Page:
Errant Italy feels EC wrath over eco-law abuse
Italy has found itself under fire from Brussels as it becomes the latest target of the European Commission's campaign to crack down on alleged breaches of environmental law and lax reporting from Member States.
The Commission is taking legal action over a total of 11 possible breaches of environmental law, ten of which relate to Italy’s apparent failure to provide information on air pollution, nature protection, waste management, environmental impact assessment and biotechnology.
Environment Commissioner, Stavros Dimas said: “In spite of previous warnings, Italy is not complying fully with EU environmental laws or cooperating over our requests for information.
“The Italian authorities should take the necessary steps quickly so that Italy’s citizens and its environment can benefit from the protection granted under European law.”
As well as the ten demands for more information, the Commission has sent the Italian government a final written warning over the way Italy has implemented the EU directive on Environmental Impact Assessment.
The warning relates to projects known as “strategic works to be built in the national interest,” in Euro-talk.
Italian law already provides for an alternative impact assessment procedure for this type of projects so Rome considers itself covered but this law does not, in the Commission’s opinion, go far enough to ensure that an additional EIA is carried out if a project is modified from its original plan.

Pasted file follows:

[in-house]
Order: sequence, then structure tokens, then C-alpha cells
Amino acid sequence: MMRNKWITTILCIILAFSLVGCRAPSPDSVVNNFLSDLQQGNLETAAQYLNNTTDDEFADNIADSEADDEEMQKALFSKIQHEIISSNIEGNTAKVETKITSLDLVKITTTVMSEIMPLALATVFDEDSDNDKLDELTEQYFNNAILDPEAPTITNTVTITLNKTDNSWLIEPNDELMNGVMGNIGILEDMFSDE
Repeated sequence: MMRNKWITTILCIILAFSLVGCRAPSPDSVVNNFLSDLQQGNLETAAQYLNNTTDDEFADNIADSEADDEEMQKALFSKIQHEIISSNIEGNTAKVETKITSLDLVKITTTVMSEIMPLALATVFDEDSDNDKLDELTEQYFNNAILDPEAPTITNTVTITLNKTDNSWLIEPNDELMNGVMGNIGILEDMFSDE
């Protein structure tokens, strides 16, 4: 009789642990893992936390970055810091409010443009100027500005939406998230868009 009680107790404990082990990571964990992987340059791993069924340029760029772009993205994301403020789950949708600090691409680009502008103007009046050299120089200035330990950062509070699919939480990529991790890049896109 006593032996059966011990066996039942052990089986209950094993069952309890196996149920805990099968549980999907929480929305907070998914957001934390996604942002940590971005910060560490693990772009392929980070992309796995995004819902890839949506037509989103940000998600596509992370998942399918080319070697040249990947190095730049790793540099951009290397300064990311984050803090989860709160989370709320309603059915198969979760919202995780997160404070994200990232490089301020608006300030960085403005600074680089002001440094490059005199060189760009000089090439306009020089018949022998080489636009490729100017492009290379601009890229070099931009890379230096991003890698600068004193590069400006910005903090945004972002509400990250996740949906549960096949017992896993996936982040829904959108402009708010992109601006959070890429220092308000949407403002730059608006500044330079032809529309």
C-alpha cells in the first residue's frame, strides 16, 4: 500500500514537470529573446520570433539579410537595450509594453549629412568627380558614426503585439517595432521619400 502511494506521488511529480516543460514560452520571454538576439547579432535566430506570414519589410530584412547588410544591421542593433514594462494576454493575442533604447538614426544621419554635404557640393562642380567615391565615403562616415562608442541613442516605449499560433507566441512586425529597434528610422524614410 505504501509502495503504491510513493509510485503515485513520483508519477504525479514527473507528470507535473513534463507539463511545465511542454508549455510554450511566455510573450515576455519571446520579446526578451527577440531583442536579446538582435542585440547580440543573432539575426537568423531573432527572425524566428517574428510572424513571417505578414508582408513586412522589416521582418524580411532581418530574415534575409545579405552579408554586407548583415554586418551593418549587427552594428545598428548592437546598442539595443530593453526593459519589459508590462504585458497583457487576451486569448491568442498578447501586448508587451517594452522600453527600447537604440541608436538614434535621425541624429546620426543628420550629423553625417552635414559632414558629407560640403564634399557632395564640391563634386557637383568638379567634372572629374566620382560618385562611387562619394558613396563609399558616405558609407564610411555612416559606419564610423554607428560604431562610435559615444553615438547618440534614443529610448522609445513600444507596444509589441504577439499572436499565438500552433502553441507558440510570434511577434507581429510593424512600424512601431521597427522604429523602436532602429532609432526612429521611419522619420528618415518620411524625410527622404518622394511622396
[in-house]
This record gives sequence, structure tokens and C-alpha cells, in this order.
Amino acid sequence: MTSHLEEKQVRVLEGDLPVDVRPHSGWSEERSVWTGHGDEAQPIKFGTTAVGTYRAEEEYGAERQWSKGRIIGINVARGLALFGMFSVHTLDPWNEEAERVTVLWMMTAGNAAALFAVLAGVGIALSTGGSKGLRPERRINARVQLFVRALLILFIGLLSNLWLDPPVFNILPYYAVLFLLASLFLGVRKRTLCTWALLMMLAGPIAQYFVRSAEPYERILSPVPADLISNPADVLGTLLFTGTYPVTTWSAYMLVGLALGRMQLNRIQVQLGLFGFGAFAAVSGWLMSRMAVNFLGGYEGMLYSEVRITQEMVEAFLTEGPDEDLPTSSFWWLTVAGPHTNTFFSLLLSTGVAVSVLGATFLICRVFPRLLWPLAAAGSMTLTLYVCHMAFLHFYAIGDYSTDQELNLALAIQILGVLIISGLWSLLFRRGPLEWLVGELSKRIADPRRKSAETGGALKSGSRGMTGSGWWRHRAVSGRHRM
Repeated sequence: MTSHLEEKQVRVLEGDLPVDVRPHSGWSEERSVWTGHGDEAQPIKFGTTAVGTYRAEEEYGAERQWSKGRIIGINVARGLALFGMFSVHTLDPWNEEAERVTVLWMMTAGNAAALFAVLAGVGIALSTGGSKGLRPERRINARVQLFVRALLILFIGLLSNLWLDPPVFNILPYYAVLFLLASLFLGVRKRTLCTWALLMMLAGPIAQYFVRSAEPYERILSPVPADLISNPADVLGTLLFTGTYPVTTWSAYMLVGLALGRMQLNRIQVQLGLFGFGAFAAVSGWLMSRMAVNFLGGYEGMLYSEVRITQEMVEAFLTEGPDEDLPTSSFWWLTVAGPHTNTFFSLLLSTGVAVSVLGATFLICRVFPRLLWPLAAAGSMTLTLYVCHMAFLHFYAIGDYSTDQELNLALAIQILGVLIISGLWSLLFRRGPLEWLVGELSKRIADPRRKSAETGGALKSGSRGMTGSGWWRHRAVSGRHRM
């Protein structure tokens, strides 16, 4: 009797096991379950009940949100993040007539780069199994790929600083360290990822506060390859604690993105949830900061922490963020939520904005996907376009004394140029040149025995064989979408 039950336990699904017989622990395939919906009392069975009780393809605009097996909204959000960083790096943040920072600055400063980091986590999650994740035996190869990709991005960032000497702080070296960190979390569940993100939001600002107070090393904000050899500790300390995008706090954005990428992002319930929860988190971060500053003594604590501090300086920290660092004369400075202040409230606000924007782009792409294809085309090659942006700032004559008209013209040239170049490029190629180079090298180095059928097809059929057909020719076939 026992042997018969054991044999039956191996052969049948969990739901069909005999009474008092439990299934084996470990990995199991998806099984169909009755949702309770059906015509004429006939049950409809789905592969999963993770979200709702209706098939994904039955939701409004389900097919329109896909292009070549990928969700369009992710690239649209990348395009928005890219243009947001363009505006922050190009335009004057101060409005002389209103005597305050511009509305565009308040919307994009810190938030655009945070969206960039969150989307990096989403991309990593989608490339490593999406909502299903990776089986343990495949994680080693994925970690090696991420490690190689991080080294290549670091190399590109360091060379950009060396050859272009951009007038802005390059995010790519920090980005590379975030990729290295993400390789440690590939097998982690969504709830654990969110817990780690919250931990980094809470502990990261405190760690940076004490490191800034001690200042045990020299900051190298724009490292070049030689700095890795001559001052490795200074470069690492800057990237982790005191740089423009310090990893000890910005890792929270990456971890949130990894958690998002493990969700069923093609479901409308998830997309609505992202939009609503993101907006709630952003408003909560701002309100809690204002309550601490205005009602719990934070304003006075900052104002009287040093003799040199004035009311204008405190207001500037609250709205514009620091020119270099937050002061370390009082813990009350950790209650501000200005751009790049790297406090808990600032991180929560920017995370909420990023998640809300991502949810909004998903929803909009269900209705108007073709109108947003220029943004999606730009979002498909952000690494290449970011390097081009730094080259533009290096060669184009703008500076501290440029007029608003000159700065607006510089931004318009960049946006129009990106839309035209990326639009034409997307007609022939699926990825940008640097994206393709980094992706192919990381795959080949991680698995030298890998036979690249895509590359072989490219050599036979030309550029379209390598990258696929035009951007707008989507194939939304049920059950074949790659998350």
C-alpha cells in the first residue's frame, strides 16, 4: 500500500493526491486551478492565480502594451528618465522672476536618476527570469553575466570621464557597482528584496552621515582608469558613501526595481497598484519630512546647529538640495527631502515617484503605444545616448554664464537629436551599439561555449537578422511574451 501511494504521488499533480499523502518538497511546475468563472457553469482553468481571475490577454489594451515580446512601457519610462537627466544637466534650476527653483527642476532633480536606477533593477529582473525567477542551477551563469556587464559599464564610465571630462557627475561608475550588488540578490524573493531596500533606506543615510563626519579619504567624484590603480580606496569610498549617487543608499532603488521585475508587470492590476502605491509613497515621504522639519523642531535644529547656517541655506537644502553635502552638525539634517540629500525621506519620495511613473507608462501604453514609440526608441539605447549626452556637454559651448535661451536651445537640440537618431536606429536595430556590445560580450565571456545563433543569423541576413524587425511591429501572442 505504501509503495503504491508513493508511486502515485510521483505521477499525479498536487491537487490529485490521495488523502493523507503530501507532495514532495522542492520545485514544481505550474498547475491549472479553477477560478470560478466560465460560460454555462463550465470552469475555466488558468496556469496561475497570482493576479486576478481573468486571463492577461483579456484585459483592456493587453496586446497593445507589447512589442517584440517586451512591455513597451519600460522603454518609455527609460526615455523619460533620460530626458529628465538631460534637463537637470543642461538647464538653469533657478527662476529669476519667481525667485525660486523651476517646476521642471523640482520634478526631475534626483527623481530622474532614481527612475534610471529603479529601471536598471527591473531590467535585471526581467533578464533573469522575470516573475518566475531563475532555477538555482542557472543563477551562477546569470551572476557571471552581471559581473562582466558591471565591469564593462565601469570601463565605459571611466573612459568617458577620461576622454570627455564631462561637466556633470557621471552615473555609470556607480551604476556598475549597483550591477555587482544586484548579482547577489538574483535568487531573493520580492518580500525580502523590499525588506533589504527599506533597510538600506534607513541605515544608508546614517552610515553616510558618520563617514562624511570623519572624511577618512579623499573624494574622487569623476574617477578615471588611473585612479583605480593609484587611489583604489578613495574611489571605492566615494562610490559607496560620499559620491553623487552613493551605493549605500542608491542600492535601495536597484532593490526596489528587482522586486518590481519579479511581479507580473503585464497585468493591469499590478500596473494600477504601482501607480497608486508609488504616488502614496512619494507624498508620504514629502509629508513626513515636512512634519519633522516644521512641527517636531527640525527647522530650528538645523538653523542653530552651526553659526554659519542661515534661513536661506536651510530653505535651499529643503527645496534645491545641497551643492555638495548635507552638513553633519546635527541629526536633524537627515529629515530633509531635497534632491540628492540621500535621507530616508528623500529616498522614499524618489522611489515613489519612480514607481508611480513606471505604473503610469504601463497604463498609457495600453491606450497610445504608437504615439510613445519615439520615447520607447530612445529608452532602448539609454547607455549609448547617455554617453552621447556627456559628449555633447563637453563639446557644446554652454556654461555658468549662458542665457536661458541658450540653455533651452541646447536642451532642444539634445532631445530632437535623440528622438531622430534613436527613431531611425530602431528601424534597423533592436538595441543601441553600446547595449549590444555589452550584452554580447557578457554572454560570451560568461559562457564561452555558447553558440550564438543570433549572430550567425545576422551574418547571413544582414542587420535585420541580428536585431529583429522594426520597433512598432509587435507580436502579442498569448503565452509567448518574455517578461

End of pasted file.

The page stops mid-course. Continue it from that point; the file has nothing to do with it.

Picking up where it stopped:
The ten other cases all relate to legislation which requires Members to cooperate with the Commission and provide information on request.
According to the Commission Italy has consistently failed to respond when quizzed on various projects that could have a significant environmental impact.
These include expansions to a coastal military base that could impact on a conservation area, plans for two large waste incinerators, proposals for ski facilities which would ride roughshod over the protected habitat of wild birds, a series of hydro electric projects which would also impact on wildlife habitats, failure to implement packaging waste laws properly in the Campania region and not complying with EU rules governing the coexistence of GMO and conventional crops.
In all the cases the Commission has received complaints from citizens or organisations that EU law might not be correctly applied in Italy.
By not responding to the Commission’s request for information, Italy is in breach of its obligations.
The final warnings effectively give Rome two months to respond to the Commission’s concerns before court action begins.
By Sam Bond